Where is the rage?

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RobFromRedland
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Re: Where is the rage?

Post by RobFromRedland » January 24th, 2019, 8:39 am

retired jerry wrote:
January 21st, 2019, 7:10 am
So however did the Douglas Fir get here before clearcutting. I've always found that man does it better than nature argument interesting.
I don't think it is "better", I just think it is "faster". Look how the harvest cycles on private land have been reduced over the years. They are harvesting trees more frequently now than they used to.
Life is not a journey to the grave with the intention to arrive safely in a pretty and well-preserved body, but rather to skid in broadside, thoroughly used up, totally worn out, and loudly proclaiming: WOW-What a ride!

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retired jerry
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Re: Where is the rage?

Post by retired jerry » January 24th, 2019, 9:21 am

WS said that but I wish I had :)

If you have a big clearcut, it's cheaper. You build a road to one staging area and harvest a bigger area from that one staging area so overhead is less. You can afford to have bigger equipment so benefits of larger scale. And it's easier (for lazy humans) to plan to have one big clearcut than a number of smaller ones. And that's just the way they've done it in the past.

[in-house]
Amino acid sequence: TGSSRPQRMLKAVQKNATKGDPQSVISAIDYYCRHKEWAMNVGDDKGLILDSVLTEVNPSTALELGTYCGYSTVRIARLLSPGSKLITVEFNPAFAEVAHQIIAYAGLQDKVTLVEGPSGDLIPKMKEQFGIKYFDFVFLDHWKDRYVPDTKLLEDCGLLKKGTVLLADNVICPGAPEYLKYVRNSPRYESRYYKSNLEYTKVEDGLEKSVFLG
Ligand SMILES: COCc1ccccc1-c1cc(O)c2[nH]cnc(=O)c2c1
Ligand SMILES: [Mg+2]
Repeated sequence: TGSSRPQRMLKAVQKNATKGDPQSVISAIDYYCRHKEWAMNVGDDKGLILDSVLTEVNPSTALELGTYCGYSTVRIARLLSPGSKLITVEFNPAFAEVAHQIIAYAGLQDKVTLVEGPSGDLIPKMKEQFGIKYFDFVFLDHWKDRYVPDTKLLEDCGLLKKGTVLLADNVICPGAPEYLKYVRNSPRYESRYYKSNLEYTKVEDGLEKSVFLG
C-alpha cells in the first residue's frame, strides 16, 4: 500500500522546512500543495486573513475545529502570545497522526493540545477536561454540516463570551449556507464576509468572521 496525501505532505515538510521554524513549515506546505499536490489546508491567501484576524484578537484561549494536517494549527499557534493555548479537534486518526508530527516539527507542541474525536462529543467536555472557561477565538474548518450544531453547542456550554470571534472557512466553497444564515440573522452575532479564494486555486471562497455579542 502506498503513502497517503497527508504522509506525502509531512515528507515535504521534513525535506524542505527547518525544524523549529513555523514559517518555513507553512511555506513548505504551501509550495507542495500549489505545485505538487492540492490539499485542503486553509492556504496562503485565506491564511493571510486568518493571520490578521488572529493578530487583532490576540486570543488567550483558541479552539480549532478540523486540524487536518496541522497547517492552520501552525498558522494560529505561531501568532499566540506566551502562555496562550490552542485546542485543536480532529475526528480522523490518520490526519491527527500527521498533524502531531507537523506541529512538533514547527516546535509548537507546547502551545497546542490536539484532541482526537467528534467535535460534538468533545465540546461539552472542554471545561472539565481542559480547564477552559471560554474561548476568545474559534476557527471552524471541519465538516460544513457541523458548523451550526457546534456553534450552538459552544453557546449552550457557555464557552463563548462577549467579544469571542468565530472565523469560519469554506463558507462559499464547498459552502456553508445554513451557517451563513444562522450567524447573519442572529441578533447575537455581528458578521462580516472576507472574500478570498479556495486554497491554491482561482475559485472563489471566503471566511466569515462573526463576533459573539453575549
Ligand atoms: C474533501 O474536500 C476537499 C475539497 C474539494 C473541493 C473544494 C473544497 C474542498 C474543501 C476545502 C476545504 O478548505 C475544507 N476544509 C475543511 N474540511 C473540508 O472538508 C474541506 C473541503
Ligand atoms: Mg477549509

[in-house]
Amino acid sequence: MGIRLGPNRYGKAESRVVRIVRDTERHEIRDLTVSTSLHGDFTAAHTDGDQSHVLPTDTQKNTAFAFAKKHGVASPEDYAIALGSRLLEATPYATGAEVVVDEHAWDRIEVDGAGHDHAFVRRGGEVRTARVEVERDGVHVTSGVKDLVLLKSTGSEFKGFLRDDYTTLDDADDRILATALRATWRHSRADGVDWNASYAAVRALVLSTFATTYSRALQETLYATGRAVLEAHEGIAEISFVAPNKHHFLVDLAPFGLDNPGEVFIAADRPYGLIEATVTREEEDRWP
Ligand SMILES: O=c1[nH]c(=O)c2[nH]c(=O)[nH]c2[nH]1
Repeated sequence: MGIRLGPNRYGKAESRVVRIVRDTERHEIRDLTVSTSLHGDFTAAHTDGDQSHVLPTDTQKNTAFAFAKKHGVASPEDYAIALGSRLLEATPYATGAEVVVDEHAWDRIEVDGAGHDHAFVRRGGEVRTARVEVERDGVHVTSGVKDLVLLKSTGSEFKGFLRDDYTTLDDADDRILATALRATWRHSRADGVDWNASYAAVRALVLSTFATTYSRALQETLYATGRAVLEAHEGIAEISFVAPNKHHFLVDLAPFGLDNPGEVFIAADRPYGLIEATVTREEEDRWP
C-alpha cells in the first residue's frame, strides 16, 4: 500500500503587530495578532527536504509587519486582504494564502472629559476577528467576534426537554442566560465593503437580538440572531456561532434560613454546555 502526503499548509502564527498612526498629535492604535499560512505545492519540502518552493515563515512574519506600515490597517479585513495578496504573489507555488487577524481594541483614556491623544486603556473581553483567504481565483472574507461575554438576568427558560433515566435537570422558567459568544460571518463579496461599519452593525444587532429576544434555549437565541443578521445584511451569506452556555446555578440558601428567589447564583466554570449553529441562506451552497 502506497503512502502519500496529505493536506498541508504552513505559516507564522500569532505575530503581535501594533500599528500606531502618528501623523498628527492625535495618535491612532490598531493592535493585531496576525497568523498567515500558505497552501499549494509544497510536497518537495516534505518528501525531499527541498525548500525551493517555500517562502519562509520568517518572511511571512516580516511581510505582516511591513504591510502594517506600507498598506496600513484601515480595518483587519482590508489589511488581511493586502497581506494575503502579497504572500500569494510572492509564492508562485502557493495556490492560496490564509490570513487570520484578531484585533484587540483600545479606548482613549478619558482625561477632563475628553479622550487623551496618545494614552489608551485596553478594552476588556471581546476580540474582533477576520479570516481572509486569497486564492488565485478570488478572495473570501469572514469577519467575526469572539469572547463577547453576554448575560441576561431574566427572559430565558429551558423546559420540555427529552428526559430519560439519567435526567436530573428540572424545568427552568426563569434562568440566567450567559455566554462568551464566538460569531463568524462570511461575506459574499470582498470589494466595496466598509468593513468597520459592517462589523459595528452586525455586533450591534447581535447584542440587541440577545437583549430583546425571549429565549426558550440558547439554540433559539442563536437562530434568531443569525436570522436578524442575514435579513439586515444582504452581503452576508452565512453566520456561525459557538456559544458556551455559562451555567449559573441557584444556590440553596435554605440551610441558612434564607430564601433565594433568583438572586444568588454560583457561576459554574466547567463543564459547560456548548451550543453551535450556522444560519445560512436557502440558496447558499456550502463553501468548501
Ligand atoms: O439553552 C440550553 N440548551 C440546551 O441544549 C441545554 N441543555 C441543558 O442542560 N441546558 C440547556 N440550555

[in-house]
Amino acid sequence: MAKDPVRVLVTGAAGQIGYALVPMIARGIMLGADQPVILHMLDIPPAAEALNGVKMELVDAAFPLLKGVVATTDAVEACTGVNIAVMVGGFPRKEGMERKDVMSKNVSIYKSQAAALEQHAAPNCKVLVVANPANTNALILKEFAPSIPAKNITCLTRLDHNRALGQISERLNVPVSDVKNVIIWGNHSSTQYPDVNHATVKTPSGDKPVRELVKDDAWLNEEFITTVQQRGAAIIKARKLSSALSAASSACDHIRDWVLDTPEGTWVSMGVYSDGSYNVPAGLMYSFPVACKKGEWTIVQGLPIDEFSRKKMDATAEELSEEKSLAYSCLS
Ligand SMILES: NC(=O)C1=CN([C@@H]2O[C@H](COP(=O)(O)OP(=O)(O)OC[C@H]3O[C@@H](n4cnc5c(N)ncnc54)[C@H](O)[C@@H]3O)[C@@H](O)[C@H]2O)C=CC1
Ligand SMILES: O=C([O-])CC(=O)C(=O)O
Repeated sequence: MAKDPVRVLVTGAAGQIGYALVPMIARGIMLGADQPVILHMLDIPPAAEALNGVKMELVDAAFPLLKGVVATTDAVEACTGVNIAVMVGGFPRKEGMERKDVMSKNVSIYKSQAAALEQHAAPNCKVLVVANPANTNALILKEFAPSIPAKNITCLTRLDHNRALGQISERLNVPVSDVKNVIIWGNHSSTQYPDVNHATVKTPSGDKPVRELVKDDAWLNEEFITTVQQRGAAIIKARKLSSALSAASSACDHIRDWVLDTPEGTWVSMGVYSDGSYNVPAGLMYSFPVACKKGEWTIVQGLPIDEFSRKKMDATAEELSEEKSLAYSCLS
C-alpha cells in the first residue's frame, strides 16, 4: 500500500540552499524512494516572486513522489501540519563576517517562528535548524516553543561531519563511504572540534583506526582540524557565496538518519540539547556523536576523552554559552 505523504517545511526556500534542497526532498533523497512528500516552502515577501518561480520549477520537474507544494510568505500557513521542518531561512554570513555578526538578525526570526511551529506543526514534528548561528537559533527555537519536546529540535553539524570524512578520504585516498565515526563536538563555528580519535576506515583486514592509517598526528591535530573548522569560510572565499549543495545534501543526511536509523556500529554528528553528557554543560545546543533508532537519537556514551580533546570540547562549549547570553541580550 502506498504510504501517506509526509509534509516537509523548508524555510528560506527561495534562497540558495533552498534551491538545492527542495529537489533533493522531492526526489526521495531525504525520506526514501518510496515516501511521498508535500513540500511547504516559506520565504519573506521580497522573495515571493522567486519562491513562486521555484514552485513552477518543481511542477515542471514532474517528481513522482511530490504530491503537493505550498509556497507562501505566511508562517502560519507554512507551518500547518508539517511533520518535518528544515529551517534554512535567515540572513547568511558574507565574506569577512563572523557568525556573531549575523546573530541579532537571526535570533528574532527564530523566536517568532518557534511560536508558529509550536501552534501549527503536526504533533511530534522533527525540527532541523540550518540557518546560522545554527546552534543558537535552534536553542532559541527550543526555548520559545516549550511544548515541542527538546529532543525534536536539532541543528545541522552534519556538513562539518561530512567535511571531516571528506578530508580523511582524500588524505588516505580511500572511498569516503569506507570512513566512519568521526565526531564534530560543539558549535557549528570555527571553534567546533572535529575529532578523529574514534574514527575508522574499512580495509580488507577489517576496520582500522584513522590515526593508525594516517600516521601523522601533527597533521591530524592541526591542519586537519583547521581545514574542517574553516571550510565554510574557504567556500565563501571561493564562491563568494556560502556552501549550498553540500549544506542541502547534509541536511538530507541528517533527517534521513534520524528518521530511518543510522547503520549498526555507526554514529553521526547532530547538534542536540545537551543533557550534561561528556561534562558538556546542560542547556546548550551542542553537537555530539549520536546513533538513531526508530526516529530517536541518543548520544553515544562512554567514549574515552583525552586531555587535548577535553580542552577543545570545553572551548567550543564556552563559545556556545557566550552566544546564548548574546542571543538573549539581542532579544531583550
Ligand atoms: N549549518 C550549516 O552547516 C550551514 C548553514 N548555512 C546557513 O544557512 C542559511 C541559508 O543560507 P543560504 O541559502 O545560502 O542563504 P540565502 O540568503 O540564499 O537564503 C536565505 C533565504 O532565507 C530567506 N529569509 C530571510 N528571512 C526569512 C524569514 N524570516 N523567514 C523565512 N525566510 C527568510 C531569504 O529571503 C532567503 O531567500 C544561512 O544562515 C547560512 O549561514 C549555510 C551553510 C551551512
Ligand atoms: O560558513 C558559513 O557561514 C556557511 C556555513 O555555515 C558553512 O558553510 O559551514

I don't think the trees grow faster in a big clearcut than a small clearcut. I think they're harvesting more often and getting smaller trees. Rather than having big timbers they can make wood chips and use them for paper or make bigger pieces from the wood chips.

I don't know that harvesting smaller trees more often makes much difference, but you need to go back to studies of what habitat is required for long term survival of plants and animals. I don't think they do this well.

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Waffle Stomper
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Re: Where is the rage?

Post by Waffle Stomper » January 25th, 2019, 7:49 am

It's about costs, it's cheaper to plant, cheaper to harvest. Spraying the ground with herbicides removes the competition with the new trees. They can do it all at once rather than in multiple harvest cycles.

There is no easy answer. I just don't want to see it on public lands.
"When we try to pick out anything by itself, we find it hitched to everything else in the Universe." - John Muir

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retired jerry
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Re: Where is the rage?

Post by retired jerry » January 25th, 2019, 7:54 am

again, I wish I had said that :)

and it's easier. More complicated to figure out how nature works and how to work with that

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